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July 20, 2018

Lessons from abroad

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Lesson 1.

Graduation Ceremonies: What Nigeria Should Learn From The U.S.

 

“Time is free, but it’s priceless

You can’t own it, but you can use it

You can’t keep it, but you can spend it

Once you’ve lost it, you can never get it back”

–          Harvey Mackay

Given the avoidable waste of resources that characterise university graduation ceremonies in Nigeria, why must we spend a whole day at university graduation ceremonies in Nigeria?  If you look askance at the so-called “African Time,” and if you subscribe to the Western Civilization notion and belief that ‘time is money’, then you are likely to agree with the relevance of the question.  The question hinges on my recent experience in the U.S.

On Sunday, May 13, 2018, I was highly impressed by what I saw and experienced when I attended the graduation ceremony conducted by the University of North Carolina at Chapel Hill, the first public university of the United States of America, founded in 1789.

Even though as many as 6,119 students graduated, the  entire elaborate ceremony was conducted in record time, indeed within two(2) hours. Similar ceremonies in Nigeria tend to last interminably. Why? Could this be explained by (i) lack of any planning at all; (ii) lack of attention to details;  (iii)  speaking beyond time given; (iv) bigmanism – a politician invited to speak could arrive some hours after the time he was expected to speak and the audience would be made to wait for him to arrive whenever it pleases him and to speak indefinitely; (v) lack of rehearsal before the event, or (vi) neglect of graduation over the years. There are universities in Nigeria that have not held any graduation for as long as five years running; and when they hold it, they do so to accommodate all students that graduated over  the period  of  five years in one day. Such a crowded event is bound to be a confused one. Upon inquiry, I was told that the precision that characterised the graduation ceremony that I witnessed at the University of North Carolina was the outcome of  well articulated planning over a long period of time.  Every speech made at the graduation ceremony (and there were many of them), was properly timed to take place methodically. I learnt, to my amazement, that as much as one year is taken to plan each graduation ceremony, and nothing is given to chance. Accordingly, the graduation ceremony for 2019 has been fixed for Sunday, May 12, 2019. So, between the end of this year’s graduation and that of next year, there is enough time to do all planning necessary to make it a success. Indeed, the tradition of this university is to hold graduation on the second Sunday of May every year.  This tradition makes the university work in such a way that every enrolled student knows from the day he enters the university when he is  due  to graduate, because everything is done to ensure that the university system is not disrupted by any thing that is untoward. One master stroke of planning that one cannot fail to admire is that certificates were given out to graduating students on the eve of the graduating ceremony. This was done to decongest the graduation ceremony. What masterpiece of planning strategy! In Nigeria, certificates are not known to be distributed to graduating students. On the contrary, certificates are given to Nigerian graduates years after their graduation.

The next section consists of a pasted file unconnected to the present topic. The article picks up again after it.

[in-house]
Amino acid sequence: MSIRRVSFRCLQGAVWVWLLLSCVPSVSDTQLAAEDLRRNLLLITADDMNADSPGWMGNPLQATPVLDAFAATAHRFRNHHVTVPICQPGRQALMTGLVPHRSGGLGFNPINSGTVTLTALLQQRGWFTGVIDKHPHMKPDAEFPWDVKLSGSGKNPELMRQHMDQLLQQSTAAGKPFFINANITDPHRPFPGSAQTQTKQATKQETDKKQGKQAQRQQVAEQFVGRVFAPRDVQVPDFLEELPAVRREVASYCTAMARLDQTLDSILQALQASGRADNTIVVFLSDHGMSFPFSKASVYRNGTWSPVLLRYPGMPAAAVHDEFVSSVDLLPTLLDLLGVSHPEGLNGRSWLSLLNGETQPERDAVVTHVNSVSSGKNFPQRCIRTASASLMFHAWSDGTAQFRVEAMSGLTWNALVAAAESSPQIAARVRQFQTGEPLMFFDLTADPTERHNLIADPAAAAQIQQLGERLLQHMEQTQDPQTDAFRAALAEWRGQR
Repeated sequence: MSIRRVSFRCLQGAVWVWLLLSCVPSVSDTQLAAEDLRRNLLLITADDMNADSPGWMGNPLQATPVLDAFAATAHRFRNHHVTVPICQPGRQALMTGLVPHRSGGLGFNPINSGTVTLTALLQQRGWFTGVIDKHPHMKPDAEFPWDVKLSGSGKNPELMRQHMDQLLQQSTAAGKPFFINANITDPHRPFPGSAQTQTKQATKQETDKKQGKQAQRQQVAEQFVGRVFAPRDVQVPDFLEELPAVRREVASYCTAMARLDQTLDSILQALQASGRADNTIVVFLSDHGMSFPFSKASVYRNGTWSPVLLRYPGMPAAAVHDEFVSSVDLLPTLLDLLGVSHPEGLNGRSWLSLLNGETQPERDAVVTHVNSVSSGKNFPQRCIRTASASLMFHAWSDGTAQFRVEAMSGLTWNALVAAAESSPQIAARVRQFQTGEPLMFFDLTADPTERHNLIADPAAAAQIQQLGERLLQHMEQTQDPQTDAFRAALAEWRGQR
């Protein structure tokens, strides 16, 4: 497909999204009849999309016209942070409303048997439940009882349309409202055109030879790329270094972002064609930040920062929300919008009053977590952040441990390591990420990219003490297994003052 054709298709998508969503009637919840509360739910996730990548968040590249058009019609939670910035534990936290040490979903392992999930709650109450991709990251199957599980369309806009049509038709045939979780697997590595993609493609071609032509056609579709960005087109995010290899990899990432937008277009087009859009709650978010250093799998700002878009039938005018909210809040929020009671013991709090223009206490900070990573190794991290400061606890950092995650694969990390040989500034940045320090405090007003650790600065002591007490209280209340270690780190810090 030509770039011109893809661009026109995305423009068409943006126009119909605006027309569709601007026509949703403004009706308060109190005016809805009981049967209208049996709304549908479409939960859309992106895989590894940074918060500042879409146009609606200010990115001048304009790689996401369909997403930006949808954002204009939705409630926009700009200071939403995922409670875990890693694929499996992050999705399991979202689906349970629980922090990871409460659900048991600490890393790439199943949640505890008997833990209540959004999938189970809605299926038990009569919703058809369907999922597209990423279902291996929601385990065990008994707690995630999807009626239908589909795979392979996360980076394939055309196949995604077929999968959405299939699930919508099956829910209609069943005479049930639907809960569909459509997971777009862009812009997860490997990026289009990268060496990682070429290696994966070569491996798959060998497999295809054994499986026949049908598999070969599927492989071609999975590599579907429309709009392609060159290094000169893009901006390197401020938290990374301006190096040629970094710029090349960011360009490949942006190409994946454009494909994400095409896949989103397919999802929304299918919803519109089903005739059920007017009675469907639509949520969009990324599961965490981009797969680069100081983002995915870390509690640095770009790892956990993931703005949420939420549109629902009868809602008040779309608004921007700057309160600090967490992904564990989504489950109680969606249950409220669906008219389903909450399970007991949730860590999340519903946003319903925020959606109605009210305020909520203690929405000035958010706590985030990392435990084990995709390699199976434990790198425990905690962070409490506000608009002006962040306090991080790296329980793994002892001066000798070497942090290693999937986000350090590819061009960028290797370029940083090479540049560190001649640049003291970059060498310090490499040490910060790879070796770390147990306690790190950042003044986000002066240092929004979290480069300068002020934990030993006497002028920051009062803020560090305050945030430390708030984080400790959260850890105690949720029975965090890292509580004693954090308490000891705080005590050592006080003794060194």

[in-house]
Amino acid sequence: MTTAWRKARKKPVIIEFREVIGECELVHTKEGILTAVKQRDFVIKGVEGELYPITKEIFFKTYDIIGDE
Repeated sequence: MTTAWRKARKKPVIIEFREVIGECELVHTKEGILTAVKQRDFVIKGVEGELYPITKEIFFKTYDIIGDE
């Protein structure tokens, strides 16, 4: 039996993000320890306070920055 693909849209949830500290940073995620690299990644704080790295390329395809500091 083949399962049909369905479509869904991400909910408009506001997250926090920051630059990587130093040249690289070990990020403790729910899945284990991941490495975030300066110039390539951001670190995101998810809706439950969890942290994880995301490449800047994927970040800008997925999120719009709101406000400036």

We can achieve the same success recorded in the University of North Carolina in Nigeria if we settle down to plan well, by allowing competent persons to handle our planning, and by copying good examples from the advanced countries of the world. From my experience, the major problem of Nigeria is that we polish pebbles and darken diamonds, apparently  because we refuse to promote merit.  Let us employ the right persons for the right job and all the things that have eluded us will be achieved by us and Nigeria will then take its rightful position among the comity of nations.

The coming election in 2019 is an opportunity to do this. Accordingly, we must look out, identify and vote for competent persons, particularly people with proven good  corporate experience. We need to vote for the best among our best. We know them. What we lack is not the ability to search for and locate the best among our best; what we lack is  taking the pains to scout for and identify our bad materials and avoid them.  After all,  in our communities we know all the bad  materials turned politicians who have deliberately created poverty in our society  to induce and compel  the ordinary person  to sell his vote to them.  What they use to buy these votes is  money belonging to the people, which they have looted from our commonwealth. So, the money they offer to you to buy your vote belongs to you. Take the money from them and vote for the best among our best. In this connection, do not vote for anyone because of his party; vote for the individual because of his character and ability to perform.

If this article stimulates thought that would lead to the establishment of rational graduation ceremonies in Nigerian universities, then my aim of writing it would be realised.

 

Emmanuel A. C. Orji, Senior Citizen, wrote from Austell GA, USA

May 20, 2018 Email: orjiman@gmail.com Phone:00917707397160

 


 

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